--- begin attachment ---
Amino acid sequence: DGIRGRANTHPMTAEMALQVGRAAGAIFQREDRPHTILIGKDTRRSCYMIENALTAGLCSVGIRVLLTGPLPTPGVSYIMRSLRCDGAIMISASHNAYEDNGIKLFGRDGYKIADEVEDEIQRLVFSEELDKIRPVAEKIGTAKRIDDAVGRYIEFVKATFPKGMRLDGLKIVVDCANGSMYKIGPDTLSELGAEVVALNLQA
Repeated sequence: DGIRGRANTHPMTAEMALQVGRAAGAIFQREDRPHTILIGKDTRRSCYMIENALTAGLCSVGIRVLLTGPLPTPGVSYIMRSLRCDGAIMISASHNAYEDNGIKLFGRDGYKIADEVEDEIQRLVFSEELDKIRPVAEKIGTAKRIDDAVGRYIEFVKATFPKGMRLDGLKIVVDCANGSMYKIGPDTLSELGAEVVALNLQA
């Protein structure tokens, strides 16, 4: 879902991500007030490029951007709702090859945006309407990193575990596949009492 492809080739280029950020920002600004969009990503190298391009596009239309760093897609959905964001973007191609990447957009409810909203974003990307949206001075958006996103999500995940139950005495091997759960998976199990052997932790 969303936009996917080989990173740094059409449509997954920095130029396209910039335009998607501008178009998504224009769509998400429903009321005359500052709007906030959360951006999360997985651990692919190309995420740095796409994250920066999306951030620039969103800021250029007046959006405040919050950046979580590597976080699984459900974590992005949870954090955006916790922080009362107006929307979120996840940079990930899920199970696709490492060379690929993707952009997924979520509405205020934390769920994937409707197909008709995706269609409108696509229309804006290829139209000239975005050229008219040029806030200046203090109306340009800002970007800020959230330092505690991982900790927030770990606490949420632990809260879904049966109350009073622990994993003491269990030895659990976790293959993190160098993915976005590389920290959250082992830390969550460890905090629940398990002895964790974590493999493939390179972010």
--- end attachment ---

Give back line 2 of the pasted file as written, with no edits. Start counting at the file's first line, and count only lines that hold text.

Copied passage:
Repeated sequence: DGIRGRANTHPMTAEMALQVGRAAGAIFQREDRPHTILIGKDTRRSCYMIENALTAGLCSVGIRVLLTGPLPTPGVSYIMRSLRCDGAIMISASHNAYEDNGIKLFGRDGYKIADEVEDEIQRLVFSEELDKIRPVAEKIGTAKRIDDAVGRYIEFVKATFPKGMRLDGLKIVVDCANGSMYKIGPDTLSELGAEVVALNLQA